Android apps for developers and IT pros, at a glance

A quick slideshow tour of Google Android apps that make a geek's life easier

  • ConnectBot How many times have you wanted to SSH from the road? There are a number of terminal emulators appearing that just pop up a telnet window so that you can open up a shell on your own machine, but if you want to connect remotely it's easier to use a dedicated SSH tool like ConnectBot. It will juggle multiple connections and color code the text just like a real shell. Just read the instructions about control keys and the Escape key before trying to use a tool like vi. Price: Free.

  • These eight apps allow you to open a shell, run a shell script, tap the Linux command line, or otherwise put your Android-based smartphone to productive use. Most are available in free editions, and none will set you back more than a few dollars.

  • GScript You asked for power, and GScript gives you the power to run shell scripts with a push of a button. Whatever you do, though, remember that GScript explicitly reminds you that the authors are "in no way responsible for the damage caused by running scripts with this app." It comes in an ad-supported Lite edition or a professional version. Price: €2.20 or free with ads.

  • bMonitor Do you worry that your server is down when you're out of the office? bMonitor can test a server with a variety of protocols, such as ping, FTP, and HTTP. If the connection fails, the phone starts ringing. The tool offers a variety of customization options, including the ability to set how often the phone burns up battery power by testing a server. Too many tests can really wipe out a charge. It's not perfect -- I've found that bMonitor can get mixed up if the network connection is unstable or hogged by another app, leading to a false alarm. But a false alarm is often better than none at all. Price: Free.

  • WiFi Buddy WiFi Buddy was probably written for people searching for a good coffee shop or open Wi-Fi connection, but it can be great for diagnosing the wireless access points around the office. The screen shows all nearby Wi-Fi stations, the quality of their signal, and their chosen broadcast channel. It's easier than walking around with a laptop. Price: Free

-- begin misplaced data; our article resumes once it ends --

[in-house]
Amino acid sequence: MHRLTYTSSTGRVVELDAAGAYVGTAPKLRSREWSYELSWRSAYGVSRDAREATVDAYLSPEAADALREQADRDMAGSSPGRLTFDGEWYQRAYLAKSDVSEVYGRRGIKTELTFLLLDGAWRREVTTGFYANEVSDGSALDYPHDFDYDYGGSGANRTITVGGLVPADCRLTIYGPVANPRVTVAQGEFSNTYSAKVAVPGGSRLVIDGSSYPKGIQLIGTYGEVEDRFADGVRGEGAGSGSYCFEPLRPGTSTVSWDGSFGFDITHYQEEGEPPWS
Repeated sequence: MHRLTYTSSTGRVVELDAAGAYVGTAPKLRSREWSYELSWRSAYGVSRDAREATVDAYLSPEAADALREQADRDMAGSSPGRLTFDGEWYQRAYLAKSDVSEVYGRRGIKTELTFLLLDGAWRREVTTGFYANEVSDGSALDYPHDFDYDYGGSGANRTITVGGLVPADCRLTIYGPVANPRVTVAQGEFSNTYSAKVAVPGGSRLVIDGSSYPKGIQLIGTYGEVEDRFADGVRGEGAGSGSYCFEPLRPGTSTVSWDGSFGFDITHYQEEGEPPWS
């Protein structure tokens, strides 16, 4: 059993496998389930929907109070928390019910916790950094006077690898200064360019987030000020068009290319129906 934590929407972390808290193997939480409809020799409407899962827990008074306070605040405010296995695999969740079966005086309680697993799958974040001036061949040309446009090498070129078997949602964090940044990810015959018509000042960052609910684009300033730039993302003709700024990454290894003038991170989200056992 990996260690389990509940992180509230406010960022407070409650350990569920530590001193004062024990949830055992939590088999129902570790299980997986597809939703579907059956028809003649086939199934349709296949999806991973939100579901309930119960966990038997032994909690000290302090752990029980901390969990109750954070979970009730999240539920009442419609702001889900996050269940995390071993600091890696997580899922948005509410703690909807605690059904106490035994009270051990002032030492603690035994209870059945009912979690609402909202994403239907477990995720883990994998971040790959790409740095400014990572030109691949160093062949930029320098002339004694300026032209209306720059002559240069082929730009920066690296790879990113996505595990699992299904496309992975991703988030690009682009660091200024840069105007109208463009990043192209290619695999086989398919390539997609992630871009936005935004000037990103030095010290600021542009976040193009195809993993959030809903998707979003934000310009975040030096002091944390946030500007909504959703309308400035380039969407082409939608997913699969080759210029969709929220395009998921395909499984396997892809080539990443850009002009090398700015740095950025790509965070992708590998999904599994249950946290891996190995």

• SwiFTP Now you can FTP to your phone from any machine on the Internet, just as if it were a real Linux box (because it is). Once you start SwiFTP, its servers link up with your phone and provide a URL that anyone in the world can use to deliver information -- if they know the password you set. Price: Free.

  • Better Terminal Emulator The outside world may call it a phone, but it's really a Linux box that fits in your pocket. And that means there must be a command line somewhere. Better Terminal Emulator is the simplest way to open a window into the guts of the machine. Price: $3.99 for Pro, free with ads and fewer features.

  • Fake-A-Call When meetings get rough, program Fake-A-Call to fake a lifesaving call. After the screen pops up, you can trigger one of several half-conversations that play just loud enough for the others to hear. Mr. Williams, for instance, can be ticked off that you never finished that IUW report. Or a woman can ask whether you're really coming to the event. The actors don't pause enough to make this truly believable, but you can always record your own script. Price: 99 cents or free with ads

  • O'Reilly's Pocket Companion Guides There are now hundreds of O'Reilly books available as Android applications, so you can answer that burning tech question or settle that bet from the bar without opening up the laptop. All are dramatically cheaper than the books themselves, thus making them a very good buy. Price: $2.99 and up

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